Drew Valentine, Dave Barclay Affirmative Action award winner at the 2018 BEYA STEM Conference, posted a condolence note on LinkedIn to mark the passing of Ira D. Hall, who he recalls as an IBM icon and corporate role model.
Valentine is currently vice president of people & culture for IBM Systems & the IBM Technical Community. He met Ira Hall when he first joined IBM right out of grad school. “I couldn’t help but think that this brother was ‘cool as the other side of the pillow’ and began modeling my own corporate career after his, taking chances outside the box they put you in. RIH Brother Ira Hall,” Valentine wrote.
In the obituary Valentine shared on LinkedIn, Hall is commended as IBM’s first African American corporate officer.
One of Hall’s last interviews was with The HistoryMakers in 2022. Hall was born on August 23, 1944, in Oklahoma City, Oklahoma. Hall received a bachelor’s degree in electrical engineering in 1966 from Stanford University and his MBA in 1976 from the Stanford Graduate School of Business, both in Palo Alto, California.
Hall joined Hewlett-Packard (HP) in 1967 in corporate marketing. He launched the Stanford Mid-Peninsula Urban Coalition in Palo Alto with HP’s founders William Hewlett and David Packard in 1968 and served as executive director for six years.
In 1970, Hall was the founding president and CEO of MidPen Housing, which built and managed housing for people with low to moderate income. During business school, Hall returned to HP in corporate international. After business school, in 1976, Hall became a corporate finance investment banker at Morgan Stanley. In 1982, Hall became a senior vice president at L.F. Rothschild, Unterberg, Towbin.
He then joined IBM in 1985, first serving as an assistant to the treasurer, then as director of corporate business development, assistant general manager of finance and administration for the computer integrated manufacturing systems unit, and corporate assistant treasurer, becoming IBM’s first African American corporate officer.
In 1990, Hall became treasurer of IBM U.S., and in 1994, director of international operations for IBM. In 1998, Hall joined Texaco as general manager of alliance management. The following year, he was promoted to treasurer. In 2002, Hall became president and CEO of UCM, LLC, a Wall Street investment management firm with over $2 billion in assets under management. Hall retired from UCM, LLC, in 2004.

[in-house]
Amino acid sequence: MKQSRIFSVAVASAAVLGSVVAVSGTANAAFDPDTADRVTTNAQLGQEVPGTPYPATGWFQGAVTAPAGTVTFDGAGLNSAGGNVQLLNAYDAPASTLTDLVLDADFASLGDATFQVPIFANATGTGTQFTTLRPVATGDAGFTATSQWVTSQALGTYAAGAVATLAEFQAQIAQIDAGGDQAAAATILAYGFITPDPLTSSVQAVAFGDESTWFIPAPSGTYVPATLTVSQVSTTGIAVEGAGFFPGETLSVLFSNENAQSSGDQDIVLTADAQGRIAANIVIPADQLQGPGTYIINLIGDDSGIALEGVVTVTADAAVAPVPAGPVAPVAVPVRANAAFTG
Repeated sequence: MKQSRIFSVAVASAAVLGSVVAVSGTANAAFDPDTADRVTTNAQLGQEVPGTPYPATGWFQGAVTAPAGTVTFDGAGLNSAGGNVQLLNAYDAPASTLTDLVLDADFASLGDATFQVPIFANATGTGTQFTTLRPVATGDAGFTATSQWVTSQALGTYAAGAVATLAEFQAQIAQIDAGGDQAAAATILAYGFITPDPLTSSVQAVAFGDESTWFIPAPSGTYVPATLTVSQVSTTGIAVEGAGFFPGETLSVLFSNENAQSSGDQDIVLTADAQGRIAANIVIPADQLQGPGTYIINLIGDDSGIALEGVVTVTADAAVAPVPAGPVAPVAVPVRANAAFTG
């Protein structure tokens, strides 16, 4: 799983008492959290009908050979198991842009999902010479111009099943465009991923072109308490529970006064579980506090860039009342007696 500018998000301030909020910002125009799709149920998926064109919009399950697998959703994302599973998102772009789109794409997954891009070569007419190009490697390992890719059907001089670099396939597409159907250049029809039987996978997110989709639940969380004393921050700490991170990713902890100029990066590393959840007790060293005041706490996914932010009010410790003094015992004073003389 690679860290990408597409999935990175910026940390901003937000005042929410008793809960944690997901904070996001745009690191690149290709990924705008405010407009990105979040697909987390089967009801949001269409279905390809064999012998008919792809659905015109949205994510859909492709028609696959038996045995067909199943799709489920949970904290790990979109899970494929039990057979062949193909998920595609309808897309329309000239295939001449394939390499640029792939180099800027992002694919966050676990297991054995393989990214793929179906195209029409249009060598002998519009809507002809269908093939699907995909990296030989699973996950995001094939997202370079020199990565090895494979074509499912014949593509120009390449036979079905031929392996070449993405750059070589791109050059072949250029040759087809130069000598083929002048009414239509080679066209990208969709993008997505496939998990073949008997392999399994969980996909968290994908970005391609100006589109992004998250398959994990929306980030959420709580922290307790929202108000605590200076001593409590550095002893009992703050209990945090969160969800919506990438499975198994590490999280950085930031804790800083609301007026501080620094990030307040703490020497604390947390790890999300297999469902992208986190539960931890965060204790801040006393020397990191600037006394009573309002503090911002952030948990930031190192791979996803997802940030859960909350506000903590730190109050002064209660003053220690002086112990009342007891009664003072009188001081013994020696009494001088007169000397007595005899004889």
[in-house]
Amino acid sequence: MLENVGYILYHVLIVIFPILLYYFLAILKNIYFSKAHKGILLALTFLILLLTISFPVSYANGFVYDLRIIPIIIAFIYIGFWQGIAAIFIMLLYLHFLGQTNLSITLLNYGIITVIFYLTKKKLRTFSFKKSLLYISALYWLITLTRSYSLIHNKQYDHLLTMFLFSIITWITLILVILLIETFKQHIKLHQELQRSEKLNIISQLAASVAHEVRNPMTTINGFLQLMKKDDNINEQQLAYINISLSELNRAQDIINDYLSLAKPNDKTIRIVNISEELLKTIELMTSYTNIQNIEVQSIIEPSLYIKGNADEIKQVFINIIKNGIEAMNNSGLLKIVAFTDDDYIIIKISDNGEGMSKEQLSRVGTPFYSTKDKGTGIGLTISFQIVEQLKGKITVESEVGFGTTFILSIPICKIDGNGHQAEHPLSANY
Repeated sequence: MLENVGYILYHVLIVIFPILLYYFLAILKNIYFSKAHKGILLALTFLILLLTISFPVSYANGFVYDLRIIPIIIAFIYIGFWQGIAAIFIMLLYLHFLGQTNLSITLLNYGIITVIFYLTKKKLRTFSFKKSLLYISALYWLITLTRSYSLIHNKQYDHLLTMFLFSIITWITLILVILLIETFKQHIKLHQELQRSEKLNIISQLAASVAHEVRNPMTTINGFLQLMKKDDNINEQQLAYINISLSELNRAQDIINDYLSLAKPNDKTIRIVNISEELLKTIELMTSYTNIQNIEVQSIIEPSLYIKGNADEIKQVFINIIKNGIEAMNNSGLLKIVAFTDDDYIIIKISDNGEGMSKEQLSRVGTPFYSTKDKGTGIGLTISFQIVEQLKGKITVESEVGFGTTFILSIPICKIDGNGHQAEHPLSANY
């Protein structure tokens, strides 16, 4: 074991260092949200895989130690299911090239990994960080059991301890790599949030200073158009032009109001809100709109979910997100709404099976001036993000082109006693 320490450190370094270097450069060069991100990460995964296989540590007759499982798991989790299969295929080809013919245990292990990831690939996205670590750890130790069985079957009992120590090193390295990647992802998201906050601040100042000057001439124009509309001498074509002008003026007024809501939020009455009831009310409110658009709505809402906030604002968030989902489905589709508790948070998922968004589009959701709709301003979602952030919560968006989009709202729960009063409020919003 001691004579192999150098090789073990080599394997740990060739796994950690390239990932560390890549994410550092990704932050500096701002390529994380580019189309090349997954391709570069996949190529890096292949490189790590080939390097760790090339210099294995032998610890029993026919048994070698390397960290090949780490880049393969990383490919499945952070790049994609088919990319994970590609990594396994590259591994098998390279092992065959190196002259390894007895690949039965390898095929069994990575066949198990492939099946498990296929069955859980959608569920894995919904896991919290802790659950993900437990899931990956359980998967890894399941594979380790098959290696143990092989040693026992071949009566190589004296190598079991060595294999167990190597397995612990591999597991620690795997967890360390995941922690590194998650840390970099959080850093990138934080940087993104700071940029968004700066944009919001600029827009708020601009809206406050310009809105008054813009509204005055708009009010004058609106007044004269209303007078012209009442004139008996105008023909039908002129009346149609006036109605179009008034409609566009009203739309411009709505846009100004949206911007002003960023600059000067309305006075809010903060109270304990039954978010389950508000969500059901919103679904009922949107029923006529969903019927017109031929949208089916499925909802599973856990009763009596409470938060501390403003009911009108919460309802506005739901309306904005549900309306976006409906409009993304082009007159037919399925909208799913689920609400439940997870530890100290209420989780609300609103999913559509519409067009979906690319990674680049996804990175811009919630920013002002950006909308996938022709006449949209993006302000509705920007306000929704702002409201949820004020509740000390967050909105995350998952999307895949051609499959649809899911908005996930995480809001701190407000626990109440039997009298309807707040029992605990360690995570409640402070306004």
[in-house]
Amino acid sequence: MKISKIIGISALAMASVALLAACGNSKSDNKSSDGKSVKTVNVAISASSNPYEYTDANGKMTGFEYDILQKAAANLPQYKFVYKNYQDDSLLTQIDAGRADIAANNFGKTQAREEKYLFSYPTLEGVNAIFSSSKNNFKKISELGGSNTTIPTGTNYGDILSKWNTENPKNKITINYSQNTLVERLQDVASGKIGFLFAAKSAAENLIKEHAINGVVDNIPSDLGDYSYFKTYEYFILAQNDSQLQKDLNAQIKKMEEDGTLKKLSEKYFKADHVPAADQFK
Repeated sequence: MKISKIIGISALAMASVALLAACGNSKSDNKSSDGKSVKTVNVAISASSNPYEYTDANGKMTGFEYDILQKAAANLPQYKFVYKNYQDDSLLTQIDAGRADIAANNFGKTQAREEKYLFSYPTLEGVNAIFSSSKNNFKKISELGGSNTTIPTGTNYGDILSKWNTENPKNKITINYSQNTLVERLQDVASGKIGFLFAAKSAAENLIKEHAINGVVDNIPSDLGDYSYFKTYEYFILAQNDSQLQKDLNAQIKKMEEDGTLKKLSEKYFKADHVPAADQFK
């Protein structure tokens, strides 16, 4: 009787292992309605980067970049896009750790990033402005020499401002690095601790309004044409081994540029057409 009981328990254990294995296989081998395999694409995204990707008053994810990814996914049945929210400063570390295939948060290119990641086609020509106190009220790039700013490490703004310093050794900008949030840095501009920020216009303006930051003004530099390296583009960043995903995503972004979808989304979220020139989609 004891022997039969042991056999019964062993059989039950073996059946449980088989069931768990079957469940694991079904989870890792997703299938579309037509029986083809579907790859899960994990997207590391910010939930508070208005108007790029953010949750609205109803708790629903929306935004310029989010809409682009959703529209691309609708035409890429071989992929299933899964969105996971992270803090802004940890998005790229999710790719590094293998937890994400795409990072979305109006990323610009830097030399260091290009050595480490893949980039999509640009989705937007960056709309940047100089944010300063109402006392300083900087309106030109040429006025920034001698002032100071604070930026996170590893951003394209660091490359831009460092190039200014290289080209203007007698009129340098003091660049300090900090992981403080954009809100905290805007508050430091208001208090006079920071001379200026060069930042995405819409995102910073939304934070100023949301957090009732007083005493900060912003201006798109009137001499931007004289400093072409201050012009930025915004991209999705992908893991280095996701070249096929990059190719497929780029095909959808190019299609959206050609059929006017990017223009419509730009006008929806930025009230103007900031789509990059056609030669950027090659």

IBM mourns the passing of Ira D. Hall, our first African American corporate officer who said, “Service will produce its own reward.” We are grateful for Ira’s years of service and memorable leadership at IBM U.S. pic.twitter.com/fPO2m2xXNz
— IBM News (@IBMNews) January 12, 2023
In 1970, Hall became the first African American and youngest member of Stanford University’s board of trustees. He was appointed to the California Governor’s State Land Use Task Force in 1973. In 1987, Hall was nominated by President Ronald Reagan and unanimously confirmed by the U.S. Senate as a governor of the United States Postal Service, chairing its audit committee.
In 1993, he served on the Clinton-Gore Presidential Transition Team, as chair of the Governmental Operations sub-committee. He chaired the U.S. Treasury’s Thrift Depositor Protection Oversight Board, the advisory board of the Martin Luther King, Jr. Papers Project at Stanford University, the Executive Leadership Council, and Miami-Dade County’s Adrienne Arsht Performing Arts Center.
Hall also has served on the boards of Pepsi Bottling Group, American Express Funds, TECO Energy, Praxair, Inc., Imagistics International, and the Jackie Robinson Foundation and on the Stanford Alumni Executive Board and the Dean’s Advisory Council of the Stanford Graduate School of Business.
He established the Ira D. Hall Fellowship at the Stanford Graduate School of Business in 2009. In 2017, he endowed at Stanford University the Ira D. Hall Award for Service Leadership Before Age 30. Hall was the 2020 recipient of Stanford GSB’s Ernest C. Arbuckle Award. (Photo courtesy of Stanford).